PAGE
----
Learning how to grow your own vegetables is one of the smartest choices you can make. Not only is it satisfying to know that you can provide for yourself and your loved ones, but you can also be sure that you are consuming healthy, chemical-free food.
Conventional gardening methods can be time consuming and strenuous, but there are some excellent natural alternatives that are well worth exploring. The Ruth Stout ‘no-work’ method is one of the very best.
The Story Behind Ruth Stout’s Method
Ruth Stout was born in Kansas in 1894 and lived to the ripe old age of 96. She began gardening when she was in her 40s using conventional techniques. She didn’t enjoy being dependent on the plowman to come and prepare her land, and she also became tired of the heavy labor that the gardening involved. So, in 1944 Ruth decided to try something a little different.
She stopped tilling, she stopped digging, she stopped watering, she stopped composting and she stopped weeding.
So, what exactly did Ruth do?
The Fundamentals Of The No-Work Approach
Having observed that you never see bare soil in nature, Ruth’s main principle was to cover her garden with a thick layer of mulch and leave it in place at all times. This mulch provided a covering that kept the soil cool and moist, and with a consistent level of humidity.With a thick mulch in place, the soil is protected from the damaging UV rays and heat of the sun, as well as being sheltered from heavy rains or strong winds. This mulch also prevents most weeds from growing. Ruth suggested that everyone should begin with a mulch of at least 8 inches thick to ensure that the most resilient weeds cannot break through to the surface. Over time, the mulch breaks down and adds nutrients to the soil.
What Are The Benefits Of The ‘No-Work’ Method?
The no-work method involves minimal raw materials and is a low-cost way to grow your own vegetables. Neither huge quantities of water nor elaborate and expensive watering systems are not needed for a successful harvest.
There is no digging, plowing, hoeing or laborious weeding involved, which makes this an ideal method for those who aren’t able or willing to do long hours of manual work. The amount of maintenance required by this kind of garden is low, so you’ll be saving your back as well as saving some dollars.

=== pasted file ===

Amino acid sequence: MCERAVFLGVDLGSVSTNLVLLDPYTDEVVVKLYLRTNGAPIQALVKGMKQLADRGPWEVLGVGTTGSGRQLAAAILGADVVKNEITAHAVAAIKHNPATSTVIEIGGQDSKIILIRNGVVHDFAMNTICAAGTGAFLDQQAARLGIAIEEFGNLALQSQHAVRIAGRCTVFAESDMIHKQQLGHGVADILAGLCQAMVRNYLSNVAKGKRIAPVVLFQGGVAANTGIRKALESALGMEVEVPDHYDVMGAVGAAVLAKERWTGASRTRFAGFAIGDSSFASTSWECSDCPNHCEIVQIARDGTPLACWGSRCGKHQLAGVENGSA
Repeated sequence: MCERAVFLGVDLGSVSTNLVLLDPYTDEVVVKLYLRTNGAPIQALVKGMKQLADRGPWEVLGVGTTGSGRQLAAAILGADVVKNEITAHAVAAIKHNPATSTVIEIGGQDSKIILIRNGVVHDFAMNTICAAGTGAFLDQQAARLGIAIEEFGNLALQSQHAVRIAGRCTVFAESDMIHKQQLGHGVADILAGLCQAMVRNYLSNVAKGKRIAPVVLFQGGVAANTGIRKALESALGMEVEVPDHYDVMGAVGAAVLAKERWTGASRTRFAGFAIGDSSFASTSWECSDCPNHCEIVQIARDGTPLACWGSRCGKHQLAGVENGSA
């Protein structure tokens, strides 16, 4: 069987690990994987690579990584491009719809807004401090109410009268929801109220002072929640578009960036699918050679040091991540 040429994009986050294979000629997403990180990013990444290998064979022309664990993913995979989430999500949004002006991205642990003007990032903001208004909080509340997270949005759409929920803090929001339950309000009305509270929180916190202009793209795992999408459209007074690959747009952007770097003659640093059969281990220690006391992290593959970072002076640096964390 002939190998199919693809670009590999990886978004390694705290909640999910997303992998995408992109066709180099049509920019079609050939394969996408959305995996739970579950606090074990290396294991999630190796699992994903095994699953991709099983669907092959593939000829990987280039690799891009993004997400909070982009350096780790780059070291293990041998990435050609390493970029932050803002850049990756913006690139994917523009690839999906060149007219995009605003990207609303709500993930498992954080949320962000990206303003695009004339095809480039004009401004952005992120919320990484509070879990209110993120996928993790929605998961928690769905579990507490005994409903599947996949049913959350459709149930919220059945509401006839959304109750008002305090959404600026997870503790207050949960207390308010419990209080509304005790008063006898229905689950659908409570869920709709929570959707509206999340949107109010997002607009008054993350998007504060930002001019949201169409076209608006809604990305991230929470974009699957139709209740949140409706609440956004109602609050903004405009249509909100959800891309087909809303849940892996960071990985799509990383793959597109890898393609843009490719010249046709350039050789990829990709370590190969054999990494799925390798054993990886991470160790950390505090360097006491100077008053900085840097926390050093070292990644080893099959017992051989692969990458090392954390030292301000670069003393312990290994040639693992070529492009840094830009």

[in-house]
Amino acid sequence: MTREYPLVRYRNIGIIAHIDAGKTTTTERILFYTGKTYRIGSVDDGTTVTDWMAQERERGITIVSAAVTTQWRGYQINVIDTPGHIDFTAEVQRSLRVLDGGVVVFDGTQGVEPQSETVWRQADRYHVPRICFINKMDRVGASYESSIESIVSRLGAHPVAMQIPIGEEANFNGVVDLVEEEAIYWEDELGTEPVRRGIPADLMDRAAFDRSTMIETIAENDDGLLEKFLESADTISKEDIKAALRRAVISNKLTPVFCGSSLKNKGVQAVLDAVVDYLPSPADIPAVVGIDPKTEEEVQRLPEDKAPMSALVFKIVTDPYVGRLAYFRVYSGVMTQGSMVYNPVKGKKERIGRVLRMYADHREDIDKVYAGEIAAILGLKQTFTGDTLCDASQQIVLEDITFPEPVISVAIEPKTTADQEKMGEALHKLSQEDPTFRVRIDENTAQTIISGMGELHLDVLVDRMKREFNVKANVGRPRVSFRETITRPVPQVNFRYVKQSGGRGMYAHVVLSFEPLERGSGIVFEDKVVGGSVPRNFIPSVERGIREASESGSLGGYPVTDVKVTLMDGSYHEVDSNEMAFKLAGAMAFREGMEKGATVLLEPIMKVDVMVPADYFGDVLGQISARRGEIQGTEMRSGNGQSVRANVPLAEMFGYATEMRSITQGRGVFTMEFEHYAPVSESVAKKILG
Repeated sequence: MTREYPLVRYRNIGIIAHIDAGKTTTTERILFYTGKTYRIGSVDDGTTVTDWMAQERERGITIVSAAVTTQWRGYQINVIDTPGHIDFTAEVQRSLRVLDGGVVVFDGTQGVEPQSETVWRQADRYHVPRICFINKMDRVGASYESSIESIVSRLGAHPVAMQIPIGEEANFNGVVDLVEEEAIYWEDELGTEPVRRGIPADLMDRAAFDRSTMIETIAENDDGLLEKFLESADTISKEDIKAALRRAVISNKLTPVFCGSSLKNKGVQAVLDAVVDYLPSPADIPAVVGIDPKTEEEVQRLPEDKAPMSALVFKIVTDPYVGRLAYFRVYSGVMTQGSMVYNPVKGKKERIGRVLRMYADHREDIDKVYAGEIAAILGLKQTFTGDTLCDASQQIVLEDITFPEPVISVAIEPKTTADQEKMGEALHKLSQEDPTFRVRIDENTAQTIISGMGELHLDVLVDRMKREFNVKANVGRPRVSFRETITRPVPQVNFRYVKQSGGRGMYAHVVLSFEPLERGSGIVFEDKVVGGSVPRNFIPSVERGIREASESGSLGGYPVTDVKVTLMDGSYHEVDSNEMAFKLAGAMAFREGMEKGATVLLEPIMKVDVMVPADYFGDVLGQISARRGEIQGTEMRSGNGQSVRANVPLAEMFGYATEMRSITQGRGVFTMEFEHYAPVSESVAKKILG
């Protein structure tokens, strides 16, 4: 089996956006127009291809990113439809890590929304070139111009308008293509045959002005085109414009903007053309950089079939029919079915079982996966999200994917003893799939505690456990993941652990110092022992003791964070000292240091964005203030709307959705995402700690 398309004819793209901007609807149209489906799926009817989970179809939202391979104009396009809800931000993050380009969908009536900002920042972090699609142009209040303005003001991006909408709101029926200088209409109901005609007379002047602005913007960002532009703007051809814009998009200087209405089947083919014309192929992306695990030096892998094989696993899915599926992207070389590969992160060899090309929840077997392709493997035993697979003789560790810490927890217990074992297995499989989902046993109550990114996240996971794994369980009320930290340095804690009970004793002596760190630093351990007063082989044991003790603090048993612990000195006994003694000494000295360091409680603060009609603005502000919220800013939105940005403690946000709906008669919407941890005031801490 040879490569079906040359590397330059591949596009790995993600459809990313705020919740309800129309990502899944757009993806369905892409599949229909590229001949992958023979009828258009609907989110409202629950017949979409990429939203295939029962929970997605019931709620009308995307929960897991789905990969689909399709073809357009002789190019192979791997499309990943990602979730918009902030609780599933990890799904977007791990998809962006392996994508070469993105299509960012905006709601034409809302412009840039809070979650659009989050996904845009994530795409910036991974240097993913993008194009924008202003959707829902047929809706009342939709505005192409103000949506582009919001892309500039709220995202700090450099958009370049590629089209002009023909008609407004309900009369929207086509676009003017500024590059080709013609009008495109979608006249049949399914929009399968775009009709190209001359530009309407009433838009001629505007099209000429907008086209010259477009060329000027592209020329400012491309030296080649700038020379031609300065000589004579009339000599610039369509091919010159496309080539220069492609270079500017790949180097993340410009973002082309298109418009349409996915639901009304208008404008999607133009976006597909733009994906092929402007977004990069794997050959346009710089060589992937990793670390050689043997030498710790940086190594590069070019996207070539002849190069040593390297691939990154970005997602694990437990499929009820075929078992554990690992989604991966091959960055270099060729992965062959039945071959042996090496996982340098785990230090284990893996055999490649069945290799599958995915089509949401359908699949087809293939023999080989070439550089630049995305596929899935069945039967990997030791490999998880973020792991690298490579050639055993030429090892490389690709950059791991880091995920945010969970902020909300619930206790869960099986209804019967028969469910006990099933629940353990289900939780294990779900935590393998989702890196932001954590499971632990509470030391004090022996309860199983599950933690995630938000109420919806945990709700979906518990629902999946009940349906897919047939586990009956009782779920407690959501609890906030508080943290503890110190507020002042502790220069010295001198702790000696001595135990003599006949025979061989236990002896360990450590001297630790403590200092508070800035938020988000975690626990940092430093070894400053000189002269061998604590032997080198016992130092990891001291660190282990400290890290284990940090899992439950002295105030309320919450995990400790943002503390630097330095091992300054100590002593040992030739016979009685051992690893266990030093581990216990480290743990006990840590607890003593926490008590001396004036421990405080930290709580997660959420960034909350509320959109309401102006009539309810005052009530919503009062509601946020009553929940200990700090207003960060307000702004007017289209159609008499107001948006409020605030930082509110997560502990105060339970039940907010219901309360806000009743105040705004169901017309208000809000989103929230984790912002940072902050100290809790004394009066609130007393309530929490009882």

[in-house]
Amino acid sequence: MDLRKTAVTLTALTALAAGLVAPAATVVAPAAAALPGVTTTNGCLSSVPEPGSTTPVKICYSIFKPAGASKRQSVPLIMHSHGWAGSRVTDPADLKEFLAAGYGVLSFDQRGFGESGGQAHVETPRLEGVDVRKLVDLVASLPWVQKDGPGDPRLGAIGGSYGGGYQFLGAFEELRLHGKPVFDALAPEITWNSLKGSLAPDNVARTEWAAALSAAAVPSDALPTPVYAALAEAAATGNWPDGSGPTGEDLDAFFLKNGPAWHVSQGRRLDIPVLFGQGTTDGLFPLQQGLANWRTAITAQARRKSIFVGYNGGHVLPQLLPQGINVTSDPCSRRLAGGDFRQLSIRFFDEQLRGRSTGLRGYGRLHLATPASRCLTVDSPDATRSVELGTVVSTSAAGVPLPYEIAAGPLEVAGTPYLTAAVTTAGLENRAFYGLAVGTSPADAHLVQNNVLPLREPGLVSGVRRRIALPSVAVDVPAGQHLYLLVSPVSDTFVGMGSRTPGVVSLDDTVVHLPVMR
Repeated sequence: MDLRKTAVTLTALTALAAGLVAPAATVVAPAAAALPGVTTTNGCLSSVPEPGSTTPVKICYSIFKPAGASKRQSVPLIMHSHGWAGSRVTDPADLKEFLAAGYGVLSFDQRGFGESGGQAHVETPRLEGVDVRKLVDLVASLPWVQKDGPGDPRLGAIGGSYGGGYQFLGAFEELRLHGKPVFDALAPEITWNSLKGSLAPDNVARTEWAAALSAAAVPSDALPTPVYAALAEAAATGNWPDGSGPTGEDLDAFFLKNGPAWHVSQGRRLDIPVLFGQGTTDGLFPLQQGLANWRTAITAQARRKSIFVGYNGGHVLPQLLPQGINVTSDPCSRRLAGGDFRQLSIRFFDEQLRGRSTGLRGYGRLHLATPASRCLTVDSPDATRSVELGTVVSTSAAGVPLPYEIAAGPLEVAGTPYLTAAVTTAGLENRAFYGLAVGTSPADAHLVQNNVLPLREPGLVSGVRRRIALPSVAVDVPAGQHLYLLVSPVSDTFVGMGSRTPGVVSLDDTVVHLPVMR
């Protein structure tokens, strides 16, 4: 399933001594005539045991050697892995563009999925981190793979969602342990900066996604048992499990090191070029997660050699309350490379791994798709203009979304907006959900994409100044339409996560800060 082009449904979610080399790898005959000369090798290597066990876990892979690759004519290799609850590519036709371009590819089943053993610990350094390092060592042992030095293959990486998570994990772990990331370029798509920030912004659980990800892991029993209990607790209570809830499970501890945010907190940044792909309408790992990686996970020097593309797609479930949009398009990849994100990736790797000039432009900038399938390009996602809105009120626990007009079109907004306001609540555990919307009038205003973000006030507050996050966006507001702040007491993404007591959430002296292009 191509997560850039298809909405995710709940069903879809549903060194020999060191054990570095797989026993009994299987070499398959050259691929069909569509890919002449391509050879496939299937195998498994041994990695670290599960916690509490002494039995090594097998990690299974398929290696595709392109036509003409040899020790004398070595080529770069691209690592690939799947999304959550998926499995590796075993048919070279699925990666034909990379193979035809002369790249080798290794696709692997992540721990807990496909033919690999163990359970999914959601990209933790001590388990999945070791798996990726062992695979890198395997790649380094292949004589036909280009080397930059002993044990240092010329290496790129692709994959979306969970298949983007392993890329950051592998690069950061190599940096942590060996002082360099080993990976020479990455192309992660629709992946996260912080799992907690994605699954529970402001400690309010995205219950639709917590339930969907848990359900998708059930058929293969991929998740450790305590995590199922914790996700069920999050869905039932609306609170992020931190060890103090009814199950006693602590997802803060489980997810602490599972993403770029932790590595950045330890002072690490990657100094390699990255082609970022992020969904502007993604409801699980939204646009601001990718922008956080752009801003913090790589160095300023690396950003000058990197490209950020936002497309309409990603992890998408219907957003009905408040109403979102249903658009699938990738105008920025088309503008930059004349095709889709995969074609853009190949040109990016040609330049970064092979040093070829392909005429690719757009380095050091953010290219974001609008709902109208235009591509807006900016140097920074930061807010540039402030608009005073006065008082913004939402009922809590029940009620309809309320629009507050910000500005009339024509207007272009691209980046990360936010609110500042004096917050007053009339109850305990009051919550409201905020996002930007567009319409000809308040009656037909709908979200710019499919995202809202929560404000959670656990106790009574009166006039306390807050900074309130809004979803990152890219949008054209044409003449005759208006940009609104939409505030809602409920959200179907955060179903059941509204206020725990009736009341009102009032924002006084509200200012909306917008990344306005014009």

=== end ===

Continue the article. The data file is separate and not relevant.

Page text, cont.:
It should go without saying that one of the biggest bonuses of having less work to do in the garden is having more time to spend with family and friends.
Mulching Creates A Rich And Fertile Soil
The benefits of the no-work approach for the gardener are many, but Ruth Stout’s method also treats your garden soil with great kindness. Leaving the soil undisturbed means that worm populations will begin to flourish in your garden.
Worm casts are rich in nutrients, and their movement is good for aerating the soil and ensuring good drainage.
As well as this, the fungi and micro-organisms essential to a happy, healthy soil will increase. A rich and fertile soil means vigorously growing plants and a good yield of crops.
Related: 24 Lost Gardening Tips from 100 Years Ago
What Materials Can I Use For The Mulch?
Ruth had a very flexible approach to the materials that can be used for mulching – straw, hay, leaves, wood chips or any other kind of vegetable matter that will rot.
Consider what you have access to in your local area. Let yourself be guided by Ruth’s no-work principles.
What kind of materials are readily available to you for free? Begin by working with these, and make sure your initial mulch laying is laid to the depth that Ruth suggests.
If you see any weeds that are managing to break through, just add more mulch.
How Do I Sow My Vegetable Seeds Into The Mulch?
When it comes to sowing seeds, the process is very simple.Pull the mulch apart enough to be able to see where you are placing the seeds.
Plant your seeds in the ground and cover them back up again with a little soil. Leave the mulch apart.
What About Growing Potatoes?
Ruth’s casual approach to potato growing is very refreshing! Take your sprouted potatoes and simply toss them onto your mulch leaving them at around a foot apart.
Place an additional 4 inches of mulch on top of the potatoes. As the sprouts begin to grow, continue adding more mulch. So simple!
Should I Be Using Any Additional Fertilizers Or Manure?
Your vegetables are constantly being fertilized by the rotting mulch, so you never need to feel that they are not being well fed.
Ruth Stout stated that she only used one additional product, and that was a soybean or cottonseed meal. This adds a little additional nitrogen to the soil. If you find that your garden needs additional nitrogen, both grass clippings and coffee grounds are quick and easy ways of doing this.
Food waste can be composted directly in the garden rather than on a separate compost pile, preferably by being placed underneath your main mulch. Remember that with a heavy mulch that is constantly in place, your soil will naturally and inevitably increase in quality over time.
What Else Do I Need To Know?
Ruth Stout had a deep love for nature and a very light-hearted approach to her gardening. She observed the natural environment and learned from it. Experimenting with her method for yourself can be great fun, especially when this is approached with Ruth’s spirit of playfulness. The advantages of the no-work method are many, and it is well worth trying your hand at it.
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